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Is it possible to be both a Kentuckian and an Ohioan?


For me, the answer yes.

I grew up in Covington, right across from the Cincinnati River. It meant spending time at Newport on the Levee, and travelling a few steps more to walk around Fountain Square.

My family is split so evenly between Ohio that our family reunions go from the Bluegrass to the Buckeye state yearly, and inspire as much talk about the sports and goings-on of each state that it would be easy to assume we were experts on the subject.

If you asked who my favorite sports team was, I would, without hesitation, and as an alumnus, scream “The University of Kentucky Wildcats!” But ask my sister the same questions and you’ll find the same passion behind The Ohio State Buckeyes.

I am registered to vote in Kentucky, but I volunteer in Ohio.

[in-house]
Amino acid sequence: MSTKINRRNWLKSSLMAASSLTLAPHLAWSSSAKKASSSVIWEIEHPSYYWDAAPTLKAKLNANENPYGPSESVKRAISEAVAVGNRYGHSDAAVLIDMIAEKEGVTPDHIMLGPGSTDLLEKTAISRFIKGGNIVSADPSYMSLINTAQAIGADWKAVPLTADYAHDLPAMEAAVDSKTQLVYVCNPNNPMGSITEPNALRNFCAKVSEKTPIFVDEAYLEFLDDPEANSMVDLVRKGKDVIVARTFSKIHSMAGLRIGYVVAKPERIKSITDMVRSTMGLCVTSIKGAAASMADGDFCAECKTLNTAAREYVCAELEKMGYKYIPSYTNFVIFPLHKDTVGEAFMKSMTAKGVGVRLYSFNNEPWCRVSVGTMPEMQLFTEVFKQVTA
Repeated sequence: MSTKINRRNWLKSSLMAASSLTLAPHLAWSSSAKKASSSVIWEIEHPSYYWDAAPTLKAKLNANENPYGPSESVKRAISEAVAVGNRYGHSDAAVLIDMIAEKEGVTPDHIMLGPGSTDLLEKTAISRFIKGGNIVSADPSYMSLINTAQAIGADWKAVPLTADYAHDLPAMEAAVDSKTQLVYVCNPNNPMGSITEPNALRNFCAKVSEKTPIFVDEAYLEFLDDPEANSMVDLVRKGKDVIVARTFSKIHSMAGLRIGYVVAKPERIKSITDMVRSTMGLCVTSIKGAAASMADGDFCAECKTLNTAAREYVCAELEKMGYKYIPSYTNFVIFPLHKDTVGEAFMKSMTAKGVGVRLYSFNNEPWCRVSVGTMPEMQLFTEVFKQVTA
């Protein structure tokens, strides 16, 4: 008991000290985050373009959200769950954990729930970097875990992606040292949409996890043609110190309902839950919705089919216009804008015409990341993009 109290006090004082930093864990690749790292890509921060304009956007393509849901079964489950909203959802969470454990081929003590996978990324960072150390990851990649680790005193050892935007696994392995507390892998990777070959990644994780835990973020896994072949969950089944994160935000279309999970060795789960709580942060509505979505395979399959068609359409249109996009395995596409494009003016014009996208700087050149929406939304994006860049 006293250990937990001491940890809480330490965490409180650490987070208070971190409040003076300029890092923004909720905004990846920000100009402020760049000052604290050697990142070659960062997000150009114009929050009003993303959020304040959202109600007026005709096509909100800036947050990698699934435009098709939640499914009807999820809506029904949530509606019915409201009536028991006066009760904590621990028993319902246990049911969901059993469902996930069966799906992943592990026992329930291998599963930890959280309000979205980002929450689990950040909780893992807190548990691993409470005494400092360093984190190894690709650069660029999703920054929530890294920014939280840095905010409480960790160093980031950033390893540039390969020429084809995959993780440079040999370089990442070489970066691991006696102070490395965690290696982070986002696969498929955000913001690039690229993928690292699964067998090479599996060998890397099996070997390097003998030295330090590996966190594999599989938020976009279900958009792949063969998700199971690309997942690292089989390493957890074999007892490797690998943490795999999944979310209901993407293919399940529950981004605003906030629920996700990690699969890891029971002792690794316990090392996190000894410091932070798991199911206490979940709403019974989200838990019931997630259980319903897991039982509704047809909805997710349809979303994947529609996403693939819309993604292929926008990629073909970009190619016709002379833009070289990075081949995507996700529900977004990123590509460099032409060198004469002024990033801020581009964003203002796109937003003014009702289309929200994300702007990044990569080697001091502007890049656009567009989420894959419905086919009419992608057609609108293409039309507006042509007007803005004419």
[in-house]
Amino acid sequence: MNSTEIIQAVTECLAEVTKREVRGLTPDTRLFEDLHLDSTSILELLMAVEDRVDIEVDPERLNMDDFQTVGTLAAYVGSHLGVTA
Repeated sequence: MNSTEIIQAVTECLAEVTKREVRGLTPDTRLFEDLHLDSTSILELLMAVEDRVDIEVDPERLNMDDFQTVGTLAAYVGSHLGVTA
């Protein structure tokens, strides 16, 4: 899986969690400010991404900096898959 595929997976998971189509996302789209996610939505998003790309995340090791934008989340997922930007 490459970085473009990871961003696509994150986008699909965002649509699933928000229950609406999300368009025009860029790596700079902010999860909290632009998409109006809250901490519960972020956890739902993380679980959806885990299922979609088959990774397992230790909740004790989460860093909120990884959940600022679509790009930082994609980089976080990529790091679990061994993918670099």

Since 2008, I have made hundreds, maybe thousands of calls into Ohio. I’ve also done my part to build neighborhood teams in Kentucky.

By helping to get the word out about securing Ohio’s 18 electoral votes for President Obama, I knew was securing my well being in the state of Kentucky.

This election is about more that state pride or dedication—it’s about doing what’s right. I’m moving this country forward with each call I make and each house I canvass, as are the thousands of other volunteers.

So here is my plea to Kentuckians: Go to Ohio, not because you call it your second home, as I do, but because you want another four years of progress, and this is one way you can ensure you and your family and friends get it.

This election is less than 30 days away, and the country we have built together, and the progress we have made towards a more stable union, is something we can all have a hand in protecting.

If you were looking for a time to get involved, here it is. Whether you place a call or or make a trip to Cincinnati, you can take comfort in knowing that you did your part in serving your country, and in the meantime, got just a little bit closer to that neighboring state you know so much about.

After all, Kentuckian or Ohioan, I think it’s good to remember we’re all American.

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